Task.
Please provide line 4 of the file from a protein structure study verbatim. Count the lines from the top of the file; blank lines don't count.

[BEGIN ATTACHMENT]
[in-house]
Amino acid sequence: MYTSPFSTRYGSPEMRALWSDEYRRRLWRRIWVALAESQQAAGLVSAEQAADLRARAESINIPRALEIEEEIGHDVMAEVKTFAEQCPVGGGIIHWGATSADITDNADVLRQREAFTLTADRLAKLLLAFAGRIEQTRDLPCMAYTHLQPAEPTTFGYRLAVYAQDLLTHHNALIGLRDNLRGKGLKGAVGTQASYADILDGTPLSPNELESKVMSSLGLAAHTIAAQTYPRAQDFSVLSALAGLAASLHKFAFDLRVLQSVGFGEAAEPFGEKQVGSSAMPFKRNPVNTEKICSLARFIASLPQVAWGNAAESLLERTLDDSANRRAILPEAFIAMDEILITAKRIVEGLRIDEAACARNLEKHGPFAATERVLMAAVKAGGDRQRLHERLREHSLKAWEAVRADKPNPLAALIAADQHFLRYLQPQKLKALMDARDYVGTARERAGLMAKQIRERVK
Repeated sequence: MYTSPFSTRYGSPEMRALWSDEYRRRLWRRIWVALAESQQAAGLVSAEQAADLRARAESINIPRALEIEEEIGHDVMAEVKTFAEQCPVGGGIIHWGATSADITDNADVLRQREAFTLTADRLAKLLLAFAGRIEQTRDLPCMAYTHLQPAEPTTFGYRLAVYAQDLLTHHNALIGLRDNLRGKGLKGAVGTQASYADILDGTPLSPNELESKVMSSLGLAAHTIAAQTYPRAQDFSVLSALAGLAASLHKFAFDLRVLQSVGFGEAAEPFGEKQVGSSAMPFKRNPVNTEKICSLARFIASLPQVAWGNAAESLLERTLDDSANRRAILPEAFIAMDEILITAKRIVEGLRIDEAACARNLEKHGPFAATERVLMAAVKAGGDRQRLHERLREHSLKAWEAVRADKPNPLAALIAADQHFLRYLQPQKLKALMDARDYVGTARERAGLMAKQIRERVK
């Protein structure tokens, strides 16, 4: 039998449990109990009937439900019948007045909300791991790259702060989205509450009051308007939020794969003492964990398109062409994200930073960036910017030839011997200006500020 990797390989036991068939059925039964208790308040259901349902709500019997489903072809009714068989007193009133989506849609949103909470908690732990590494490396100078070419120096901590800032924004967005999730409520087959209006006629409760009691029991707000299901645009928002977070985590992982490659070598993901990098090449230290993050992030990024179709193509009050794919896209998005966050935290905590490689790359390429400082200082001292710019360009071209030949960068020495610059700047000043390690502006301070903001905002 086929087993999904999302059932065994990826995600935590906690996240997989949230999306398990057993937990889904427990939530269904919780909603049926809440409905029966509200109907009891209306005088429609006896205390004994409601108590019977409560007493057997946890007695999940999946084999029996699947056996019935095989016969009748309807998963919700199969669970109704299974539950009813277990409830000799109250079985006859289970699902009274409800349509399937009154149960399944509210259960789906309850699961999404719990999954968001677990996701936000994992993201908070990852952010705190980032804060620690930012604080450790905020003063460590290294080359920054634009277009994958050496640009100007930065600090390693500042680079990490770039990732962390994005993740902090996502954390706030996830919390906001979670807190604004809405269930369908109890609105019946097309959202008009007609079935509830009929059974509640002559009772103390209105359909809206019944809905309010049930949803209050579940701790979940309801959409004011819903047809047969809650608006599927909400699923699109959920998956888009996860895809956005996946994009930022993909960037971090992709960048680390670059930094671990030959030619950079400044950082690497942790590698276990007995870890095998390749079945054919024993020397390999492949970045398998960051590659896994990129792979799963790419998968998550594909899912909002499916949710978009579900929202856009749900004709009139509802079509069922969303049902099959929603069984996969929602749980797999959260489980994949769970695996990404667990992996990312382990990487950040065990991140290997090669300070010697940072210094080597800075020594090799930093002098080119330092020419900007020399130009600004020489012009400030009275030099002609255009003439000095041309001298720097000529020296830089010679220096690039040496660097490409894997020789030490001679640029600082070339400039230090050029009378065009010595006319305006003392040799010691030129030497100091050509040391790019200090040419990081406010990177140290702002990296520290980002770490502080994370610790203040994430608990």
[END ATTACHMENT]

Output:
């Protein structure tokens, strides 16, 4: 039998449990109990009937439900019948007045909300791991790259702060989205509450009051308007939020794969003492964990398109062409994200930073960036910017030839011997200006500020 990797390989036991068939059925039964208790308040259901349902709500019997489903072809009714068989007193009133989506849609949103909470908690732990590494490396100078070419120096901590800032924004967005999730409520087959209006006629409760009691029991707000299901645009928002977070985590992982490659070598993901990098090449230290993050992030990024179709193509009050794919896209998005966050935290905590490689790359390429400082200082001292710019360009071209030949960068020495610059700047000043390690502006301070903001905002 086929087993999904999302059932065994990826995600935590906690996240997989949230999306398990057993937990889904427990939530269904919780909603049926809440409905029966509200109907009891209306005088429609006896205390004994409601108590019977409560007493057997946890007695999940999946084999029996699947056996019935095989016969009748309807998963919700199969669970109704299974539950009813277990409830000799109250079985006859289970699902009274409800349509399937009154149960399944509210259960789906309850699961999404719990999954968001677990996701936000994992993201908070990852952010705190980032804060620690930012604080450790905020003063460590290294080359920054634009277009994958050496640009100007930065600090390693500042680079990490770039990732962390994005993740902090996502954390706030996830919390906001979670807190604004809405269930369908109890609105019946097309959202008009007609079935509830009929059974509640002559009772103390209105359909809206019944809905309010049930949803209050579940701790979940309801959409004011819903047809047969809650608006599927909400699923699109959920998956888009996860895809956005996946994009930022993909960037971090992709960048680390670059930094671990030959030619950079400044950082690497942790590698276990007995870890095998390749079945054919024993020397390999492949970045398998960051590659896994990129792979799963790419998968998550594909899912909002499916949710978009579900929202856009749900004709009139509802079509069922969303049902099959929603069984996969929602749980797999959260489980994949769970695996990404667990992996990312382990990487950040065990991140290997090669300070010697940072210094080597800075020594090799930093002098080119330092020419900007020399130009600004020489012009400030009275030099002609255009003439000095041309001298720097000529020296830089010679220096690039040496660097490409894997020789030490001679640029600082070339400039230090050029009378065009010595006319305006003392040799010691030129030497100091050509040391790019200090040419990081406010990177140290702002990296520290980002770490502080994370610790203040994430608990």